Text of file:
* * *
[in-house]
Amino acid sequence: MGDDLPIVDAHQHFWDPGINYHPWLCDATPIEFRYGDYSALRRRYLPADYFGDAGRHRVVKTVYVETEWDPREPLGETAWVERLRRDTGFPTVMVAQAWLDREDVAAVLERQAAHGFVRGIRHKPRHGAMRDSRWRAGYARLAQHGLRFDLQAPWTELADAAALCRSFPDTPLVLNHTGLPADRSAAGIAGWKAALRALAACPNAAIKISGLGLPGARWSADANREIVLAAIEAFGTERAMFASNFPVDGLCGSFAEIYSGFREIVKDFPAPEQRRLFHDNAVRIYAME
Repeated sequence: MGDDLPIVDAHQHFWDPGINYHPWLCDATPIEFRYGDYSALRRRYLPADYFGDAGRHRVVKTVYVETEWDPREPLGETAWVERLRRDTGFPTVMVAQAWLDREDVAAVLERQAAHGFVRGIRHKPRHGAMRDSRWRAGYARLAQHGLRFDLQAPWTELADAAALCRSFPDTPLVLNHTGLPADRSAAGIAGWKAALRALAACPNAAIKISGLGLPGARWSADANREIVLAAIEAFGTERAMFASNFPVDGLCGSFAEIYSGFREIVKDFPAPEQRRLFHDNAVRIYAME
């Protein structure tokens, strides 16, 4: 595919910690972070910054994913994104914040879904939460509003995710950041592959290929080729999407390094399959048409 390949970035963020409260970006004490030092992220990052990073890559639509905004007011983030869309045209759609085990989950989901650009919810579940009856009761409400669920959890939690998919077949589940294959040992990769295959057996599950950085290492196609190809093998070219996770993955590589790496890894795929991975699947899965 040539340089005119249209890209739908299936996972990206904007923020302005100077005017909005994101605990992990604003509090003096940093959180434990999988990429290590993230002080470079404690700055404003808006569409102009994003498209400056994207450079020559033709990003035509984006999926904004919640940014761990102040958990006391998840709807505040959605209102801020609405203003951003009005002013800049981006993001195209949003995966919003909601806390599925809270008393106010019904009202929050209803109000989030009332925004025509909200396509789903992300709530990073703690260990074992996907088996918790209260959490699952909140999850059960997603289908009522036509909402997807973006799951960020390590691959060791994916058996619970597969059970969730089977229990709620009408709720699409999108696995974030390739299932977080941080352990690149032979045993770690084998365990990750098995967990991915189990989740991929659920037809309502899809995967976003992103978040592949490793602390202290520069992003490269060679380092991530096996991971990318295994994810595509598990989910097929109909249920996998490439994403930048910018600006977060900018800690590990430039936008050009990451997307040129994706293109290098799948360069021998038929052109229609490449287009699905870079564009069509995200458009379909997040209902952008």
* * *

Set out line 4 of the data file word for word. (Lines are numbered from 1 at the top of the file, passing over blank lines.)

């Protein structure tokens, strides 16, 4: 595919910690972070910054994913994104914040879904939460509003995710950041592959290929080729999407390094399959048409 390949970035963020409260970006004490030092992220990052990073890559639509905004007011983030869309045209759609085990989950989901650009919810579940009856009761409400669920959890939690998919077949589940294959040992990769295959057996599950950085290492196609190809093998070219996770993955590589790496890894795929991975699947899965 040539340089005119249209890209739908299936996972990206904007923020302005100077005017909005994101605990992990604003509090003096940093959180434990999988990429290590993230002080470079404690700055404003808006569409102009994003498209400056994207450079020559033709990003035509984006999926904004919640940014761990102040958990006391998840709807505040959605209102801020609405203003951003009005002013800049981006993001195209949003995966919003909601806390599925809270008393106010019904009202929050209803109000989030009332925004025509909200396509789903992300709530990073703690260990074992996907088996918790209260959490699952909140999850059960997603289908009522036509909402997807973006799951960020390590691959060791994916058996619970597969059970969730089977229990709620009408709720699409999108696995974030390739299932977080941080352990690149032979045993770690084998365990990750098995967990991915189990989740991929659920037809309502899809995967976003992103978040592949490793602390202290520069992003490269060679380092991530096996991971990318295994994810595509598990989910097929109909249920996998490439994403930048910018600006977060900018800690590990430039936008050009990451997307040129994706293109290098799948360069021998038929052109229609490449287009699905870079564009069509995200458009379909997040209902952008």